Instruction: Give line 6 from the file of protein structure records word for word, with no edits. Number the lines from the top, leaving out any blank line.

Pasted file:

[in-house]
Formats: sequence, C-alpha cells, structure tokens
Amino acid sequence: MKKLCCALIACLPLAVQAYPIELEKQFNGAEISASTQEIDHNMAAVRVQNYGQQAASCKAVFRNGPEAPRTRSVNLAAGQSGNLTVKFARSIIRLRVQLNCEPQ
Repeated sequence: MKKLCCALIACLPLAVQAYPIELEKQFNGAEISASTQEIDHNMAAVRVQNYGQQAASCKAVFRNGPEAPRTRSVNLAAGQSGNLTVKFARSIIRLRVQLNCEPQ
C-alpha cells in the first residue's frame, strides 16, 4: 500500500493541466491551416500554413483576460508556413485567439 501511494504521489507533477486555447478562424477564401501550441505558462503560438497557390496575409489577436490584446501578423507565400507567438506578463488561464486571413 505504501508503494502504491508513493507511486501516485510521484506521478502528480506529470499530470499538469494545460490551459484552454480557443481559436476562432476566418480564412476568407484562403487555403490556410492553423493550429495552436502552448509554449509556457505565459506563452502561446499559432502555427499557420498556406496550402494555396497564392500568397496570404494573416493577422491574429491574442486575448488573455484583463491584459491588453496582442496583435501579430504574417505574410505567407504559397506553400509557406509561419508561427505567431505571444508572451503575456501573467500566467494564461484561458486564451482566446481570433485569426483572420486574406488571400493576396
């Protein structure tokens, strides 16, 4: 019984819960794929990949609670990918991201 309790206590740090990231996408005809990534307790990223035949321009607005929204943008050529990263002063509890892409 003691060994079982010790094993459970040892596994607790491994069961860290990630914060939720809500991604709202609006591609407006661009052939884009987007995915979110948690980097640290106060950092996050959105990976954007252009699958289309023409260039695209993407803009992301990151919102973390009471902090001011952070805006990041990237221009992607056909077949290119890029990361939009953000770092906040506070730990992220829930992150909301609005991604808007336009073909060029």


């Protein structure tokens, strides 16, 4: 019984819960794929990949609670990918991201 309790206590740090990231996408005809990534307790990223035949321009607005929204943008050529990263002063509890892409 003691060994079982010790094993459970040892596994607790491994069961860290990630914060939720809500991604709202609006591609407006661009052939884009987007995915979110948690980097640290106060950092996050959105990976954007252009699958289309023409260039695209993407803009992301990151919102973390009471902090001011952070805006990041990237221009992607056909077949290119890029990361939009953000770092906040506070730990992220829930992150909301609005991604808007336009073909060029």